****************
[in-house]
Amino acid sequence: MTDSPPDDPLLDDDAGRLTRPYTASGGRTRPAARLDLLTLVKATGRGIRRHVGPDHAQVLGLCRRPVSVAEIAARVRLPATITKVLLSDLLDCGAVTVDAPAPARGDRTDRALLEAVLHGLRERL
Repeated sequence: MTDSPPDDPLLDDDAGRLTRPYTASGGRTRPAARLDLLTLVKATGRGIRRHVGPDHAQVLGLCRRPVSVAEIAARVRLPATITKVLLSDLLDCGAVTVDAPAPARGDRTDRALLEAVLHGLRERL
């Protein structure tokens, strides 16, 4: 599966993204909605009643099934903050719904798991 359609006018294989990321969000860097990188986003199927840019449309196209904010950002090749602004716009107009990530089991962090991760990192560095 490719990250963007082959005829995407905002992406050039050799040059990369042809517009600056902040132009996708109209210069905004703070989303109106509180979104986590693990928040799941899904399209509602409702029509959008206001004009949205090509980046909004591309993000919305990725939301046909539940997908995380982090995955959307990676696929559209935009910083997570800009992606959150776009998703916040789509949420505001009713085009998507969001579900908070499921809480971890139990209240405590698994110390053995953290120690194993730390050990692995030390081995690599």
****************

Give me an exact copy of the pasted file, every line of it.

[in-house]
Amino acid sequence: MTDSPPDDPLLDDDAGRLTRPYTASGGRTRPAARLDLLTLVKATGRGIRRHVGPDHAQVLGLCRRPVSVAEIAARVRLPATITKVLLSDLLDCGAVTVDAPAPARGDRTDRALLEAVLHGLRERL
Repeated sequence: MTDSPPDDPLLDDDAGRLTRPYTASGGRTRPAARLDLLTLVKATGRGIRRHVGPDHAQVLGLCRRPVSVAEIAARVRLPATITKVLLSDLLDCGAVTVDAPAPARGDRTDRALLEAVLHGLRERL
């Protein structure tokens, strides 16, 4: 599966993204909605009643099934903050719904798991 359609006018294989990321969000860097990188986003199927840019449309196209904010950002090749602004716009107009990530089991962090991760990192560095 490719990250963007082959005829995407905002992406050039050799040059990369042809517009600056902040132009996708109209210069905004703070989303109106509180979104986590693990928040799941899904399209509602409702029509959008206001004009949205090509980046909004591309993000919305990725939301046909539940997908995380982090995955959307990676696929559209935009910083997570800009992606959150776009998703916040789509949420505001009713085009998507969001579900908070499921809480971890139990209240405590698994110390053995953290120690194993730390050990692995030390081995690599």